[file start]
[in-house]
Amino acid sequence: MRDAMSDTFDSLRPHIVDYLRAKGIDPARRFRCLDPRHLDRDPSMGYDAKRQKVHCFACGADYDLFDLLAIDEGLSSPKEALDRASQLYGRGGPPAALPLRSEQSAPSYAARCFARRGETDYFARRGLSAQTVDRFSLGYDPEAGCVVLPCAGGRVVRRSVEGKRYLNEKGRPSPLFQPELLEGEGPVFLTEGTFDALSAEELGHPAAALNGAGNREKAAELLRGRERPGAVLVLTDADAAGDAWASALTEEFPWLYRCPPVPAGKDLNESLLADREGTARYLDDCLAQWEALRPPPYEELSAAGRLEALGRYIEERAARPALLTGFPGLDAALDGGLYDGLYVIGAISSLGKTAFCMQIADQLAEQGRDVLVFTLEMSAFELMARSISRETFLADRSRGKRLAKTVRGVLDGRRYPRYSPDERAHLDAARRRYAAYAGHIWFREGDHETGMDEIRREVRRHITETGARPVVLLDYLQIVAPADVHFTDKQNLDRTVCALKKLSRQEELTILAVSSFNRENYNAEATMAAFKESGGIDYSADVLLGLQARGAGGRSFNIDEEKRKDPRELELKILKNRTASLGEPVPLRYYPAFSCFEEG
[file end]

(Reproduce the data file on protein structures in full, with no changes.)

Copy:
[in-house]
Amino acid sequence: MRDAMSDTFDSLRPHIVDYLRAKGIDPARRFRCLDPRHLDRDPSMGYDAKRQKVHCFACGADYDLFDLLAIDEGLSSPKEALDRASQLYGRGGPPAALPLRSEQSAPSYAARCFARRGETDYFARRGLSAQTVDRFSLGYDPEAGCVVLPCAGGRVVRRSVEGKRYLNEKGRPSPLFQPELLEGEGPVFLTEGTFDALSAEELGHPAAALNGAGNREKAAELLRGRERPGAVLVLTDADAAGDAWASALTEEFPWLYRCPPVPAGKDLNESLLADREGTARYLDDCLAQWEALRPPPYEELSAAGRLEALGRYIEERAARPALLTGFPGLDAALDGGLYDGLYVIGAISSLGKTAFCMQIADQLAEQGRDVLVFTLEMSAFELMARSISRETFLADRSRGKRLAKTVRGVLDGRRYPRYSPDERAHLDAARRRYAAYAGHIWFREGDHETGMDEIRREVRRHITETGARPVVLLDYLQIVAPADVHFTDKQNLDRTVCALKKLSRQEELTILAVSSFNRENYNAEATMAAFKESGGIDYSADVLLGLQARGAGGRSFNIDEEKRKDPRELELKILKNRTASLGEPVPLRYYPAFSCFEEG